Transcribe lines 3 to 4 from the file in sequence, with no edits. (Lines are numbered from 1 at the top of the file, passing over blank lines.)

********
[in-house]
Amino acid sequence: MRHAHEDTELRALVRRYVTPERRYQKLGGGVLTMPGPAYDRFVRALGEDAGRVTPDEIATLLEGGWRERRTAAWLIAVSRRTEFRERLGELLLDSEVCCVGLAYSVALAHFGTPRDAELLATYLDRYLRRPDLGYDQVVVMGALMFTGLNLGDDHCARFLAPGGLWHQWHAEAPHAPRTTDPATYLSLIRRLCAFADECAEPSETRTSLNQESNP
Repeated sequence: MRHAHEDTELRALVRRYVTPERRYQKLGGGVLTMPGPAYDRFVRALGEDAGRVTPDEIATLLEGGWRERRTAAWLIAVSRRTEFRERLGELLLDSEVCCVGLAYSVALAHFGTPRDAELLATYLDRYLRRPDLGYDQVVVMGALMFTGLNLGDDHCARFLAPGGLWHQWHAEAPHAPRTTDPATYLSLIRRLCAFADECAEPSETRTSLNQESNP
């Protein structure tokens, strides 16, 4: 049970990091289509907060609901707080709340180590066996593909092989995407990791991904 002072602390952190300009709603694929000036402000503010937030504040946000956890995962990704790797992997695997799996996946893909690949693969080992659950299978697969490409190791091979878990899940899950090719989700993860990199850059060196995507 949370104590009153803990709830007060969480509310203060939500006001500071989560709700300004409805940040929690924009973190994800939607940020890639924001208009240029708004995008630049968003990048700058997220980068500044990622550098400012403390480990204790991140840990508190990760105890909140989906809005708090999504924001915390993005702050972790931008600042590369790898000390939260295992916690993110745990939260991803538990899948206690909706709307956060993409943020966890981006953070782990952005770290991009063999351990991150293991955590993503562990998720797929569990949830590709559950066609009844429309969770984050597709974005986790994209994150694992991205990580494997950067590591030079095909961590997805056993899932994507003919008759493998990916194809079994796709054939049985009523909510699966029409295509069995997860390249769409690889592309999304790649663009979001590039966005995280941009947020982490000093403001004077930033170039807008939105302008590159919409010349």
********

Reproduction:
Repeated sequence: MRHAHEDTELRALVRRYVTPERRYQKLGGGVLTMPGPAYDRFVRALGEDAGRVTPDEIATLLEGGWRERRTAAWLIAVSRRTEFRERLGELLLDSEVCCVGLAYSVALAHFGTPRDAELLATYLDRYLRRPDLGYDQVVVMGALMFTGLNLGDDHCARFLAPGGLWHQWHAEAPHAPRTTDPATYLSLIRRLCAFADECAEPSETRTSLNQESNP
């Protein structure tokens, strides 16, 4: 049970990091289509907060609901707080709340180590066996593909092989995407990791991904 002072602390952190300009709603694929000036402000503010937030504040946000956890995962990704790797992997695997799996996946893909690949693969080992659950299978697969490409190791091979878990899940899950090719989700993860990199850059060196995507 949370104590009153803990709830007060969480509310203060939500006001500071989560709700300004409805940040929690924009973190994800939607940020890639924001208009240029708004995008630049968003990048700058997220980068500044990622550098400012403390480990204790991140840990508190990760105890909140989906809005708090999504924001915390993005702050972790931008600042590369790898000390939260295992916690993110745990939260991803538990899948206690909706709307956060993409943020966890981006953070782990952005770290991009063999351990991150293991955590993503562990998720797929569990949830590709559950066609009844429309969770984050597709974005986790994209994150694992991205990580494997950067590591030079095909961590997805056993899932994507003919008759493998990916194809079994796709054939049985009523909510699966029409295509069995997860390249769409690889592309999304790649663009979001590039966005995280941009947020982490000093403001004077930033170039807008939105302008590159919409010349």